“Never daunted, we cannot falter; In the battle, we’re tried and true.”—“Indiana, Our Indiana.”
In 1965, as professors in the Indiana University School of Business worked intensely to restructure degree requirements for its MBA, another faculty effort was underway that would soon change the face of the program.
The restructuring was seen as necessary to make the Master of Business Administration program more rigorous and better prepare future graduates to address issues posed by an expanding economy.
But while the school—today known as the IU Kelley School of Business—was retooling a degree that would later prepare alumni to reach the top of companies such as Ford, Whirlpool and Dow, another program was being created that aimed to provide African-Americans with the same opportunities.
The IU Kelley School is one of three founding members of the Consortium for Graduate Study in Management, which marked its 50th anniversary in 2016. Activities in Bloomington celebrated IU’s legacy in a program that has encouraged more than 10,000 men and women of color to earn a graduate business degree since 1966.
This includes more than 930 African-Americans, Latinos and Native Americans who have earned Kelley MBAs with support from the Consortium.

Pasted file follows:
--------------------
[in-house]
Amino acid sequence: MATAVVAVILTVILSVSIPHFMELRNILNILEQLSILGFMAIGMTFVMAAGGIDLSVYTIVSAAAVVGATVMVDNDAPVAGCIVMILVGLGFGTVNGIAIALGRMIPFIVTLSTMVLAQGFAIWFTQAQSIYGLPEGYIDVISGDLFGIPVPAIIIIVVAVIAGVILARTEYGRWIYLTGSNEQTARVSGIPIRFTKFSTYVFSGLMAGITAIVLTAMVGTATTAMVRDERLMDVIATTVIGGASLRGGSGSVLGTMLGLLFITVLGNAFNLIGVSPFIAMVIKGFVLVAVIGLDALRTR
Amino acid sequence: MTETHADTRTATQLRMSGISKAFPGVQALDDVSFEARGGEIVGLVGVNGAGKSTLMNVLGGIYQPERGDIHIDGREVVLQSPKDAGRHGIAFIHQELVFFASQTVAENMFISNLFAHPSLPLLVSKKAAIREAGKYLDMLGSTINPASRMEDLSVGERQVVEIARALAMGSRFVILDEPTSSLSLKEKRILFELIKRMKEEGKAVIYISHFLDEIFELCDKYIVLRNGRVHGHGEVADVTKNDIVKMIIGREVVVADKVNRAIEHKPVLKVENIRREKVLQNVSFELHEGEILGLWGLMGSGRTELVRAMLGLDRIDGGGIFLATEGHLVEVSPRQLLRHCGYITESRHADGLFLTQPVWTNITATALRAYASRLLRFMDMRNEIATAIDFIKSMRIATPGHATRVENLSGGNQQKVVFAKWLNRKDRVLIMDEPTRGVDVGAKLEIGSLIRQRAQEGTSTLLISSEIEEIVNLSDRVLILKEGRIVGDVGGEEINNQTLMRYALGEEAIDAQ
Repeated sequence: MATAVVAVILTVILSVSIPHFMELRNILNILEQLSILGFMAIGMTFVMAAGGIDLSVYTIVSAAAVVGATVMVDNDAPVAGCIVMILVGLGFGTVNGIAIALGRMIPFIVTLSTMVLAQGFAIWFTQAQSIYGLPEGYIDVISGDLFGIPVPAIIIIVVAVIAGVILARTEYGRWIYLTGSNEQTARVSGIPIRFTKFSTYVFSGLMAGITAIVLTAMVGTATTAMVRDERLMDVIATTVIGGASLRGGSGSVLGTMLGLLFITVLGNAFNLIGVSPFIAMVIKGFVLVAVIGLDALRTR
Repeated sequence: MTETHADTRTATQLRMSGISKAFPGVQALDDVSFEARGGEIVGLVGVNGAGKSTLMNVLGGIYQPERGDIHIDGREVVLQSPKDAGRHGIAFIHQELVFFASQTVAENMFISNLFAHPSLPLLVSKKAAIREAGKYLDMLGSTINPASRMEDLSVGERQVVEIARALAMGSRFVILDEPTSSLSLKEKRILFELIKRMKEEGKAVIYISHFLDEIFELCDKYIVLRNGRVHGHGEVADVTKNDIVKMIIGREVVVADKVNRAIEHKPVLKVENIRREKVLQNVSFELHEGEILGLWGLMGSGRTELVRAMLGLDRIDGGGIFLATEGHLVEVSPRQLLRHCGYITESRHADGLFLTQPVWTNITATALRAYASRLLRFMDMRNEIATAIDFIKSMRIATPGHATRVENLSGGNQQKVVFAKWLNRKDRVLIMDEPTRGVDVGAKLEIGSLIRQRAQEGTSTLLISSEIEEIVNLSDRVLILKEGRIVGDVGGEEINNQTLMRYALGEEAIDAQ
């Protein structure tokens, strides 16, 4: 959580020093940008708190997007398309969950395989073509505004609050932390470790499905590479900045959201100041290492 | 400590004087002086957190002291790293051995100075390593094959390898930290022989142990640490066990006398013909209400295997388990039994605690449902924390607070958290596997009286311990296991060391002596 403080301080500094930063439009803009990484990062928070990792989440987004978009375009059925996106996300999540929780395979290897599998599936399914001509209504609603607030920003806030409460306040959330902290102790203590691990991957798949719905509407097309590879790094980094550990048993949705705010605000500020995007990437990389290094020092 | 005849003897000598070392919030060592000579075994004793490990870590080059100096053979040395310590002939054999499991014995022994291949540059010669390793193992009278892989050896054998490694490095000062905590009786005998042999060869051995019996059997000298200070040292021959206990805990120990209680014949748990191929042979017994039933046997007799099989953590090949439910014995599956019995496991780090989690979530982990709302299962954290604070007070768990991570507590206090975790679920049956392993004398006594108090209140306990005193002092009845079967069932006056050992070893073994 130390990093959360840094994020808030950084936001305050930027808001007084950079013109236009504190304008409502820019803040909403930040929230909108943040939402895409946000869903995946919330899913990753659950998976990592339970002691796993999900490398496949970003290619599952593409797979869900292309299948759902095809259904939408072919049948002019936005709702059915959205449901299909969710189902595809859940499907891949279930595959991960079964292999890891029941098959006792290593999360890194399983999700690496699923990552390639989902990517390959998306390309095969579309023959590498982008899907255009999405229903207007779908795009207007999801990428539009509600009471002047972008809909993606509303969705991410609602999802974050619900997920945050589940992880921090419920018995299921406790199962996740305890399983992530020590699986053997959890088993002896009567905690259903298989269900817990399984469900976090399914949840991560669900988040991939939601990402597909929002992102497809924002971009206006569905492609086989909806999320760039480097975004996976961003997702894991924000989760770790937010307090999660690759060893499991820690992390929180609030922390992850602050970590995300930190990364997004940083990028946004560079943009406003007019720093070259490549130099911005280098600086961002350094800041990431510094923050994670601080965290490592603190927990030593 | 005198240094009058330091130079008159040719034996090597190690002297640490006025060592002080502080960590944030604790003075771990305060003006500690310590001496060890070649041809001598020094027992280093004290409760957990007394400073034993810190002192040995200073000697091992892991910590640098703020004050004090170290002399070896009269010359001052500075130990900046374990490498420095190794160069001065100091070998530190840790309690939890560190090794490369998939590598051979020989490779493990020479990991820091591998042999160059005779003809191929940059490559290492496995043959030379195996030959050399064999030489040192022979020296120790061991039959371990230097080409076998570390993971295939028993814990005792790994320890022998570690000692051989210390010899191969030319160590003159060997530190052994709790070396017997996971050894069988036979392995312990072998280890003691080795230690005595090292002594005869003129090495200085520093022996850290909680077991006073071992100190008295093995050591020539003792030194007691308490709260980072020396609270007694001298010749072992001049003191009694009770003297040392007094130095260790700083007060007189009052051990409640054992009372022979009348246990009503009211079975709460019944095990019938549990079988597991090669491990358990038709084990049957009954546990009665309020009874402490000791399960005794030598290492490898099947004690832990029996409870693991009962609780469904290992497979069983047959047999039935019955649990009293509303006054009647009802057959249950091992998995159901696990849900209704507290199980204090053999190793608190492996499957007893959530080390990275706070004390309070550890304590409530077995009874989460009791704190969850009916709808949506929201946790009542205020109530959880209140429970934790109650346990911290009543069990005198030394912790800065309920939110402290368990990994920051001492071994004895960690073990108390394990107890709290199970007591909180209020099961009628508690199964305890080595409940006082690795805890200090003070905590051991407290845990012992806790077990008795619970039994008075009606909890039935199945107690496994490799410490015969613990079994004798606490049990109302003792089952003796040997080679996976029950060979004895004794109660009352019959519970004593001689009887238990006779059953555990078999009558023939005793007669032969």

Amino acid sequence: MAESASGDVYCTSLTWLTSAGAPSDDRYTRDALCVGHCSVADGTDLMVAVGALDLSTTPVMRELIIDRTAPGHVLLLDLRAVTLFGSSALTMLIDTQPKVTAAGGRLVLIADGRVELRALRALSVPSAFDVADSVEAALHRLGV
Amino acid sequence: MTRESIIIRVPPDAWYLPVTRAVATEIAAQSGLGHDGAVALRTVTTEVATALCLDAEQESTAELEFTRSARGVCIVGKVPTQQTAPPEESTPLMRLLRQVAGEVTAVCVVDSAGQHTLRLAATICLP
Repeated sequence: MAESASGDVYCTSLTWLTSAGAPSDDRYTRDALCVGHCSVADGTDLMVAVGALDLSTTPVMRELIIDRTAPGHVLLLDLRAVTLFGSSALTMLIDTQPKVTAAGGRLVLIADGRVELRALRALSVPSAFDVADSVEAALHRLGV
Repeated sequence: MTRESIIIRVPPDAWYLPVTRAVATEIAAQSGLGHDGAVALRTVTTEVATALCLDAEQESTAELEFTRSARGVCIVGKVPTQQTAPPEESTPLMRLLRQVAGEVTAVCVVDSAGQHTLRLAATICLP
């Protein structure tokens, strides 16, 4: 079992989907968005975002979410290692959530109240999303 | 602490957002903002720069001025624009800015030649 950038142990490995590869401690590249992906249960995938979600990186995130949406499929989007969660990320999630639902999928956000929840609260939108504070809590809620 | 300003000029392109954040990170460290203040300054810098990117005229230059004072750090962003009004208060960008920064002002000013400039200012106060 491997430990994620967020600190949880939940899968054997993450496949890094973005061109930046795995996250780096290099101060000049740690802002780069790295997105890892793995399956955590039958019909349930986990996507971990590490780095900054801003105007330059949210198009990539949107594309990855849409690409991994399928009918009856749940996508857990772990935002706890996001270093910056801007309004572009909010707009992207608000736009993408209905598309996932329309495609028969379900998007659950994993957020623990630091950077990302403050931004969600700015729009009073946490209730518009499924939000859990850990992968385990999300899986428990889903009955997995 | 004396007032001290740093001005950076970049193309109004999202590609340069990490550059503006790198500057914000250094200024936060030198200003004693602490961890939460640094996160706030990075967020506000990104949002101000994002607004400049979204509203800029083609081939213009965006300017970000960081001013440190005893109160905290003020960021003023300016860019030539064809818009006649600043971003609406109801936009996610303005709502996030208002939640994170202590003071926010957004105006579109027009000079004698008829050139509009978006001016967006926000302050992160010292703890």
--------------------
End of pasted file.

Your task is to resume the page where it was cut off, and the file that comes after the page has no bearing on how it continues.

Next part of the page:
“I’m very proud that the Kelley School was one of the original three founding members of the Consortium,” said Idalene “Idie” Kesner, the school’s current dean. “The Consortium has grown and so has Kelley, and the program remains a very important part of our Kelley community.”
Kelley alumni of the Consortium for Graduate Study in Management include Derica W. Rice, the chief financial officer of one of the world’s leading pharmaceutical companies; Jill Rahman, the highest-ranking African-American woman at one of America’s largest food companies; and Fay Ferguson, the chief executive of the top African-American-owned advertising agency.
They also include many who have worked hard in their communities to create a more diverse and inclusive society.
“I heard a speech some time ago, and the speaker said that in order for you to be your best, you need to have in your mind that there is support, a home-court advantage,” said Clarence A. Wilson, a 1980 Kelley graduate and former assistant treasurer of Du Pont Co. “The Consortium gave us that home-court advantage so we could go out and compete for those top jobs. It gave the confidence; it provided a support mechanism that you needed to have to go out and compete.”